"I have to say, we were very lucky, because John wrote so well that you kind of knew where they were going to laugh – and they usually did."

However, Paul attributed his theatre background to preparing him for the role – particularly his leading part as Danny in the first UK production of Grease, opposite musical icon Elaine Page.

"The fact that I'd done theatre – I'd been in front of a live audience all my life – that wasn't a problem."

"Now Danny is actually quite a funny part," added Paul.

"I remember thinking, 'people are laughing, you've obviously got a little bit of something about you' – because it's all about timing comedy. You hit the right note at the right time to get the laugh."

Paul also revealed a behind the scenes secret called the 'rule of three' that Just Good Friends director Ray Butt taught him, in order to land the jokes at the right time.

"He used to call it the rule of three. You go da, da da, da da da.

"I think I had a bit of a natural inclination towards that kind of thing. I do like to make people laugh."

From rekindling their relationship, to bickering with Penny's mother Daphne and the couple's heated exchanges over everyday life including finding a flat, Paul Nicholas and Jan Francis managed to take the ups and downs of romance and turn it into comedy gold as they delivered the show's many punchlines.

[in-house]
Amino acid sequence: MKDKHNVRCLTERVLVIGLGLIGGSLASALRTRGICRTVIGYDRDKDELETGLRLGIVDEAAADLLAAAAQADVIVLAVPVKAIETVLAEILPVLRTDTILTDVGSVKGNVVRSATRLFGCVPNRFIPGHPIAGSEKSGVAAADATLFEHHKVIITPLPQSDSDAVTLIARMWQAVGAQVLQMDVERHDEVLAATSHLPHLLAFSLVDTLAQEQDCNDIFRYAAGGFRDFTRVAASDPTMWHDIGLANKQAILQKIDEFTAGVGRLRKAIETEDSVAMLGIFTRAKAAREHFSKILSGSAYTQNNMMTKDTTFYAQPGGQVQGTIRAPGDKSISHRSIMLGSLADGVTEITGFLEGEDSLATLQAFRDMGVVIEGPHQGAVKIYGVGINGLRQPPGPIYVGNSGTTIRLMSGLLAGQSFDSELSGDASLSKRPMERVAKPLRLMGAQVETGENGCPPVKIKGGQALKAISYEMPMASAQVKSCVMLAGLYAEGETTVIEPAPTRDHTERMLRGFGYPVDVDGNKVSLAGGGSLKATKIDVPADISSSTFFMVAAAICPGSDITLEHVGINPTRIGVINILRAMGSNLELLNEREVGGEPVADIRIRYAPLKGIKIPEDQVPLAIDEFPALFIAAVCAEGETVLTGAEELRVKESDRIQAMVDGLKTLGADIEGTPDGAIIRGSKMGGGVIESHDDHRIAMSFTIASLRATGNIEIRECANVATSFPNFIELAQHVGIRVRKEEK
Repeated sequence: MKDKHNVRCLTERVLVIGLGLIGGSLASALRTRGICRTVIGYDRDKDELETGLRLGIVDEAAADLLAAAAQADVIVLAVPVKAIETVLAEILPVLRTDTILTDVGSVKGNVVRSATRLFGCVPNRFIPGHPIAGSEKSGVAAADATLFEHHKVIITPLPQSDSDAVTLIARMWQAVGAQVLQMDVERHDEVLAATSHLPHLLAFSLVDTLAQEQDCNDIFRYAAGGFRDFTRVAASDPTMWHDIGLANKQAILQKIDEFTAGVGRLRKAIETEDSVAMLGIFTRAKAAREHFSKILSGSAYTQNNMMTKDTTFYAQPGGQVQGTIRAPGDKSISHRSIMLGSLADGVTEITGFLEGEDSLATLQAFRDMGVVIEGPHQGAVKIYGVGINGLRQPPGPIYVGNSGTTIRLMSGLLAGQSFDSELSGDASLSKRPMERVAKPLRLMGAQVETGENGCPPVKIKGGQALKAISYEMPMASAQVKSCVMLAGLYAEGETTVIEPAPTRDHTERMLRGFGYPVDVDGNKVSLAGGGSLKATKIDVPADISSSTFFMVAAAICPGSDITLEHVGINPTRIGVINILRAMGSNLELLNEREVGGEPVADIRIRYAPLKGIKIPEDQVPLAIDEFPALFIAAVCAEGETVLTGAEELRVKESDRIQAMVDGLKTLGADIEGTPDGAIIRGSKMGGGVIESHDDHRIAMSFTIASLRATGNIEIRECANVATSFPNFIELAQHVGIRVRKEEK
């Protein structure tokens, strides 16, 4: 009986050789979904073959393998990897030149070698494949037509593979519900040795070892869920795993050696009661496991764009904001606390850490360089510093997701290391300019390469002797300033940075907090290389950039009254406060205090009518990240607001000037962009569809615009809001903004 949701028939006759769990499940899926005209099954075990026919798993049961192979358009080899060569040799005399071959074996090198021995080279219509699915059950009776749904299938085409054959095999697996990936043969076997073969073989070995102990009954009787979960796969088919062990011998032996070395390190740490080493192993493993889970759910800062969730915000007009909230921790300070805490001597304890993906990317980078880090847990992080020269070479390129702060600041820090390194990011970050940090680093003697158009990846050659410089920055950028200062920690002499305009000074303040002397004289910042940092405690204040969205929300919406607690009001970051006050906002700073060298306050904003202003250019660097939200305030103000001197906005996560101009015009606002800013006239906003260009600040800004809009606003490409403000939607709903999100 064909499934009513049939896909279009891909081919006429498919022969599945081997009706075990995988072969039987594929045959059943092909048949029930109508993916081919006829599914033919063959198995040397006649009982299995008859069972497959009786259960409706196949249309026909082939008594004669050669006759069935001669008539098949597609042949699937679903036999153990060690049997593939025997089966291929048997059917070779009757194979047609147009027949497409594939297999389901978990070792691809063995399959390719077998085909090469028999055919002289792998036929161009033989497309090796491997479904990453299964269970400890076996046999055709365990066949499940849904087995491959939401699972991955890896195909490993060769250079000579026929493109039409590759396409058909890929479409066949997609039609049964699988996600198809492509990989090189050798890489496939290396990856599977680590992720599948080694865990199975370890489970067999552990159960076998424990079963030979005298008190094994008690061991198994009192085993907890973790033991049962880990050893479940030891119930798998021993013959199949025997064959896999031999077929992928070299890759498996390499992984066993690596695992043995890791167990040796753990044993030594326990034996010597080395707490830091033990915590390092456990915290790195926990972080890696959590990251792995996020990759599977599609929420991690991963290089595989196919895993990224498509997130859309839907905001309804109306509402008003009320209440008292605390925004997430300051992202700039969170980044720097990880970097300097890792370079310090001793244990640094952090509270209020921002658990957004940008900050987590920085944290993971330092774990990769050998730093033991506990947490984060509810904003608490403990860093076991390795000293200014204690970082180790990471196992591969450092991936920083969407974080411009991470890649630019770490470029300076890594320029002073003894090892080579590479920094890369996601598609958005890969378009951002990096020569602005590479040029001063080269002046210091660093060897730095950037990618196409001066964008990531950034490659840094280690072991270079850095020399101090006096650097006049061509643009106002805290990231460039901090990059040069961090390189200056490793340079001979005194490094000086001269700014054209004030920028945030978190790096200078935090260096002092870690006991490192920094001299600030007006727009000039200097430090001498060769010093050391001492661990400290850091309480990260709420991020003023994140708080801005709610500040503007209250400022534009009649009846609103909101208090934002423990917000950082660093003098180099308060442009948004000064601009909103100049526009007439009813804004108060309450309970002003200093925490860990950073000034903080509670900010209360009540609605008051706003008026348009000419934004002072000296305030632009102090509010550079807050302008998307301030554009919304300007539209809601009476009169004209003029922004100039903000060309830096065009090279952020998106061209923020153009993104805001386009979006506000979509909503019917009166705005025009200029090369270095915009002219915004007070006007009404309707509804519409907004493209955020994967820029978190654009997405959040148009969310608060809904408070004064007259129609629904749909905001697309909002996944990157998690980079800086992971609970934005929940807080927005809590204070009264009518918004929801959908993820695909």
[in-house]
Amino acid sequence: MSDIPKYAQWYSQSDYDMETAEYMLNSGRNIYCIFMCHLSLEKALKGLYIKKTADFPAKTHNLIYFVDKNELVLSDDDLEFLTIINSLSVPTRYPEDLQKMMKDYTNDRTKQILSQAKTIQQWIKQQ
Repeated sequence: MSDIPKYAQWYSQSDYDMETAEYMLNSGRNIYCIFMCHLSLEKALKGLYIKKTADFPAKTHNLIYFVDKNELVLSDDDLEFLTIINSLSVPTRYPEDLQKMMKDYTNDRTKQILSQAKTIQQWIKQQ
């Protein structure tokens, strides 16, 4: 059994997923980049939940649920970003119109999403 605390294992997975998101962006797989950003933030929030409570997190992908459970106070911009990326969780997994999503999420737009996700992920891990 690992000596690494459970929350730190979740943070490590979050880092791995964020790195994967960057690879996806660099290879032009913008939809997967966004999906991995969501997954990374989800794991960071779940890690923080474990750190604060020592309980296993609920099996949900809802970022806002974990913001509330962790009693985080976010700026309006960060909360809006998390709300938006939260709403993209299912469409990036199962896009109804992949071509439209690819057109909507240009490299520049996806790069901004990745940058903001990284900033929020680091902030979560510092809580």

Paul added: "One of things where John Sullivan paid me a really nice compliment, he said 'What I like about the way you do the show, is that you don't try to hit the back wall with the line. You don't set it up and scream it out. You let it [the punchline] find its way in there.'

"That's to do with timing. I think I have a bit of a natural inclination for that scene."

However it was not all humour in Just Good Friends, with its more tender and heartbreaking moments, including the couple parting ways at the end of series two, leaving viewers emotional many times throughout the series.

Paul said: "The other thing the show had, was that it had a little bit of pathos. There were touches of reality.

"Not only was he [John Sullivan] very funny, but he had those moments built in as well. He was a very clever writer.

"That kind of clever comedy, for me, comes once in a lifetime. And of course it's reflected in the viewers. He wrote it so brilliantly."

Now over 29 years since first playing the role, Paul has released a new CD called Paul Nicholas Gold which features the theme song, alongside pop hits and show tunes – as well as speaking about his life and career in a new book called Music, Marigolds And Me.

As well as performing opposite stars including Sylvia Kay, who Paul described as "spot on" in the role of Penny's mother, Paul also landed a hit record from the series after singing its theme song – in a full circle moment for the singer.

A new generation of fans are also discovering Just Good Friends for the first time, with Paul saying: "It still holds up well. I think it's great."

"I think the other thing – it was quite realistic in its comedy. It wasn't over the top. It was a comedy that people could relate to, and I think those kind of couples are still around. There's all those elements that remain constant."

He added: "I think as actors, we'd still be doing it now if we had half the chance I should think, because that kind of writing doesn't come along very often.

"But I think from Johns point of view, and probably from the character's point of view, to finish it when he did after three series, was spot on."